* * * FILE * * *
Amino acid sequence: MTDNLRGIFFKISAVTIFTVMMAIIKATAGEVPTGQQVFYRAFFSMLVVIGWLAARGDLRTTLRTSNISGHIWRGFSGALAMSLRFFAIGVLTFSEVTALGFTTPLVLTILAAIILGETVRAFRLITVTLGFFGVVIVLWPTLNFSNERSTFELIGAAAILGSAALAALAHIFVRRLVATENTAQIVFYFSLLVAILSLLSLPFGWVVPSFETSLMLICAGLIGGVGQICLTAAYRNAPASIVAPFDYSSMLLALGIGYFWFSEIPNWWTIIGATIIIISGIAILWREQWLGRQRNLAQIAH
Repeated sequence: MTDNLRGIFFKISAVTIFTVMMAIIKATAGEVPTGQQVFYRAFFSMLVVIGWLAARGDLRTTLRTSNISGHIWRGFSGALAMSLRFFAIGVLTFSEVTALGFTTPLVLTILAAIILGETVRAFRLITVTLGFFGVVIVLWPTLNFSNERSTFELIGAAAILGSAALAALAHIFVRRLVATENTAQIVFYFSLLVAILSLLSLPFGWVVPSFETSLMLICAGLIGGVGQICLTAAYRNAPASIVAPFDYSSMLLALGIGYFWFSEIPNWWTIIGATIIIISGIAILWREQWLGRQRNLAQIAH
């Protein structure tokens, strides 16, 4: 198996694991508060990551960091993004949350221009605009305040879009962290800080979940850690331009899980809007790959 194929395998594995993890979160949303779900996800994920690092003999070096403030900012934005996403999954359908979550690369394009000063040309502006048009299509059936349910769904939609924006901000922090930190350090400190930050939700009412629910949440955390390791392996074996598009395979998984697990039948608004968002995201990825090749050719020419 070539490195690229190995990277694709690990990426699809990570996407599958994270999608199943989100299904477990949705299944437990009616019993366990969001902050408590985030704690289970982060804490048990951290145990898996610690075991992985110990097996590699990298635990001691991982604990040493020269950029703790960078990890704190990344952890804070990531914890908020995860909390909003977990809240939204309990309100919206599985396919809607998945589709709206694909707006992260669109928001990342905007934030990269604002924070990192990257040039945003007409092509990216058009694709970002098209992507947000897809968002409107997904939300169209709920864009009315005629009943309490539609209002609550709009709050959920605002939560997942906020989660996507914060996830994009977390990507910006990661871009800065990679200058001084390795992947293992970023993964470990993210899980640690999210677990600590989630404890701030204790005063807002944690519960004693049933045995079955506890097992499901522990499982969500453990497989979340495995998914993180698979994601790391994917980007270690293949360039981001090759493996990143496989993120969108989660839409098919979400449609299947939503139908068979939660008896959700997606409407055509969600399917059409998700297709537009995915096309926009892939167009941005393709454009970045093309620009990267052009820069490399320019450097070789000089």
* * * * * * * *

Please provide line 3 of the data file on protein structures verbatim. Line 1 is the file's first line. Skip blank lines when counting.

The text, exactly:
């Protein structure tokens, strides 16, 4: 198996694991508060990551960091993004949350221009605009305040879009962290800080979940850690331009899980809007790959 194929395998594995993890979160949303779900996800994920690092003999070096403030900012934005996403999954359908979550690369394009000063040309502006048009299509059936349910769904939609924006901000922090930190350090400190930050939700009412629910949440955390390791392996074996598009395979998984697990039948608004968002995201990825090749050719020419 070539490195690229190995990277694709690990990426699809990570996407599958994270999608199943989100299904477990949705299944437990009616019993366990969001902050408590985030704690289970982060804490048990951290145990898996610690075991992985110990097996590699990298635990001691991982604990040493020269950029703790960078990890704190990344952890804070990531914890908020995860909390909003977990809240939204309990309100919206599985396919809607998945589709709206694909707006992260669109928001990342905007934030990269604002924070990192990257040039945003007409092509990216058009694709970002098209992507947000897809968002409107997904939300169209709920864009009315005629009943309490539609209002609550709009709050959920605002939560997942906020989660996507914060996830994009977390990507910006990661871009800065990679200058001084390795992947293992970023993964470990993210899980640690999210677990600590989630404890701030204790005063807002944690519960004693049933045995079955506890097992499901522990499982969500453990497989979340495995998914993180698979994601790391994917980007270690293949360039981001090759493996990143496989993120969108989660839409098919979400449609299947939503139908068979939660008896959700997606409407055509969600399917059409998700297709537009995915096309926009892939167009941005393709454009970045093309620009990267052009820069490399320019450097070789000089």